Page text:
Ramona Wadi: Explain the historical connection between Operacion Colombo and Londres 38.

Erika Hennings: The victims of Operacion Colombo are all people arrested by DINA, whose systematic method of disappearance started in Londres 38. That location was a place of detention, torture and extermination of people, mostly leftist militants during that particular period of MIR. DINA devoted itself primarily to the extermination of MIR (Movimiento Izquierda Revolucionaria). Besides the missing victims there are innumerable persons who survived their detention in Londres 38, and were witnesses of the detention and missing of people who are in the 119 list, and therefore are also witnesses of the farce and set-up which was realized to conceal the facts.

RW: What was the dictatorship’s aim in orchestrating Operacion Colombo? How did other governments in Latin America collaborate with DINA’s manipulation of events?

EH: Operacion Colombo was staged by the repression of the dictatorship, together with its intelligence agency, DINA, to conceal their crimes, most of which still remain unpunished. Operacion Colombo was part of Operacion Condor, which coordinated the repressive apparatus of the Southern Cone together with the participation of agency officials such as embassies and news media. With the repressive Argentine intelligence and complicity of the Chilean press, such as El MercurioLa Segunda and La Tercera, the dictatorship found a way to sway public opinion with regard to the desaparecidos, attributing their deaths to internal leftist political strife, especially with regard to MIR. In this context, the Chilean press reports reproduced information published in journals: Lea in Argentina and Novo O Díain Argentina and Brazil, which ‘clarified’ the whereabouts and circumstances of the 119 persons. The first of these publications reported about the fate of 60 desaparecidos, while the others reported about the remaining 59.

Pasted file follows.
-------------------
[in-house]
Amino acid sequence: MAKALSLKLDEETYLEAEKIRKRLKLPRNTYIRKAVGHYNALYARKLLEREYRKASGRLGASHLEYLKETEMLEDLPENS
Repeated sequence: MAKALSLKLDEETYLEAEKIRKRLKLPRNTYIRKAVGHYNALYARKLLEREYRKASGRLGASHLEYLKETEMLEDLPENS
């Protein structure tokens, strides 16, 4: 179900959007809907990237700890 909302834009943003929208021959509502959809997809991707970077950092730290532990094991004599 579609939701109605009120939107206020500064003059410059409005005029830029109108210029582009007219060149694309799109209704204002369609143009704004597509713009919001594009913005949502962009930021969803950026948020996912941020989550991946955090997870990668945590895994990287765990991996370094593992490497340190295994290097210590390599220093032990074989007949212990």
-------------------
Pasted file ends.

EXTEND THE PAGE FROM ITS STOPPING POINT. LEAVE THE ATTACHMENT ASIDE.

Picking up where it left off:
RW: Has any information resurfaced about the fate of the victims? Can you relate the stories of any of the desaparecidos?

EH: In the case of persons disappeared by DINA, the 119 and the other hundreds of desaparecidos, there has never been any confirmed information relating to their fate.

RW: What does the exhibition attempt to convey and how does it challenge current laws and impunity in Chile?

EH: The exhibition “Montajes Comunicacionales del pasado y el presente” arises out of a need to visualise the operations conducted by the dictatorship to hide their crimes, most of which still remain unpunished due to impunity.

The Courts of Justice are still investigating the case of Operacion Colombo; family members and human rights agencies hold a firm conviction that permanent struggle and determination can support the achievement of justice. Some condemnations have been achieved in a few cases of the desaparecidos, however sentences have not been harsh and many cases still fall under the impunity.

At the same time it is necessary not only to achieve permanent mobilization against cases in the recent past, but also towards present cases which are a continuity of practices from the dictatorship. State security law and the anti terrorist law are being used to criminalize all social mobilization. 

RW: How did the idea for the exhibition originate? Describe the exhibition and what it seeks to portray through the various mediums used.

EH: Londres 38Espacio de Memorias, raises the significance of memory that links them to the present, in order to release knowledge that may lead to reflection and action on what is occurring today, which should generate a contribution to legal and social justice, as well as respect for human rights in its broadest perception.

This exhibition traces the origins of Operacion Colombo. Panels portray the origin of Operacion Colombo, its context and its relationship to other frame ups such as Operacion Salamandra, also known as El Caso Bombas. The exhibition also includes life size silhouettes of the missing 119 detainees, whose detention and attempted murder was denied by those orchestrating Operacion Colombo.